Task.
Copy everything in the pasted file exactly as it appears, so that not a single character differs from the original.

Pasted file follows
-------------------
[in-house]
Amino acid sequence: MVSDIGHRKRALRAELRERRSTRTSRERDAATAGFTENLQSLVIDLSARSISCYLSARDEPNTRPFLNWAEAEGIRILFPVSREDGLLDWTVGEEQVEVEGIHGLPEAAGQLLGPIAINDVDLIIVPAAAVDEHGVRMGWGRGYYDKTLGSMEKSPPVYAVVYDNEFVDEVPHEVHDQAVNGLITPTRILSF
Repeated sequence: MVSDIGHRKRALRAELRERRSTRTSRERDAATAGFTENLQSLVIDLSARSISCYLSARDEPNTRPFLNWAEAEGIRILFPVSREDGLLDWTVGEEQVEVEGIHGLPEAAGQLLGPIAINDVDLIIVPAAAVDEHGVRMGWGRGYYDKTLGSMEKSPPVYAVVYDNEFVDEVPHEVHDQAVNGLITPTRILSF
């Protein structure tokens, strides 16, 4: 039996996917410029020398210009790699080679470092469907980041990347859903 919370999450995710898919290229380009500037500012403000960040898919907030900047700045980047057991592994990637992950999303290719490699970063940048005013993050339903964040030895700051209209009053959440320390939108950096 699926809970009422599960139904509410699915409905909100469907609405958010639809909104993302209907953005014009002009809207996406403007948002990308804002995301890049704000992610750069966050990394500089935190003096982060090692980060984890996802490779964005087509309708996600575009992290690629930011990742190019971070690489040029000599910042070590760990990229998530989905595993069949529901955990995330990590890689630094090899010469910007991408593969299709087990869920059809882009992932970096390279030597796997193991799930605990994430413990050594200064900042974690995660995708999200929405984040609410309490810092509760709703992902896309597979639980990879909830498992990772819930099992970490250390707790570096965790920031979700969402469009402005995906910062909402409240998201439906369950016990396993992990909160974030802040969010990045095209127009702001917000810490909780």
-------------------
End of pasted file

[in-house]
Amino acid sequence: MVSDIGHRKRALRAELRERRSTRTSRERDAATAGFTENLQSLVIDLSARSISCYLSARDEPNTRPFLNWAEAEGIRILFPVSREDGLLDWTVGEEQVEVEGIHGLPEAAGQLLGPIAINDVDLIIVPAAAVDEHGVRMGWGRGYYDKTLGSMEKSPPVYAVVYDNEFVDEVPHEVHDQAVNGLITPTRILSF
Repeated sequence: MVSDIGHRKRALRAELRERRSTRTSRERDAATAGFTENLQSLVIDLSARSISCYLSARDEPNTRPFLNWAEAEGIRILFPVSREDGLLDWTVGEEQVEVEGIHGLPEAAGQLLGPIAINDVDLIIVPAAAVDEHGVRMGWGRGYYDKTLGSMEKSPPVYAVVYDNEFVDEVPHEVHDQAVNGLITPTRILSF
């Protein structure tokens, strides 16, 4: 039996996917410029020398210009790699080679470092469907980041990347859903 919370999450995710898919290229380009500037500012403000960040898919907030900047700045980047057991592994990637992950999303290719490699970063940048005013993050339903964040030895700051209209009053959440320390939108950096 699926809970009422599960139904509410699915409905909100469907609405958010639809909104993302209907953005014009002009809207996406403007948002990308804002995301890049704000992610750069966050990394500089935190003096982060090692980060984890996802490779964005087509309708996600575009992290690629930011990742190019971070690489040029000599910042070590760990990229998530989905595993069949529901955990995330990590890689630094090899010469910007991408593969299709087990869920059809882009992932970096390279030597796997193991799930605990994430413990050594200064900042974690995660995708999200929405984040609410309490810092509760709703992902896309597979639980990879909830498992990772819930099992970490250390707790570096965790920031979700969402469009402005995906910062909402409240998201439906369950016990396993992990909160974030802040969010990045095209127009702001917000810490909780």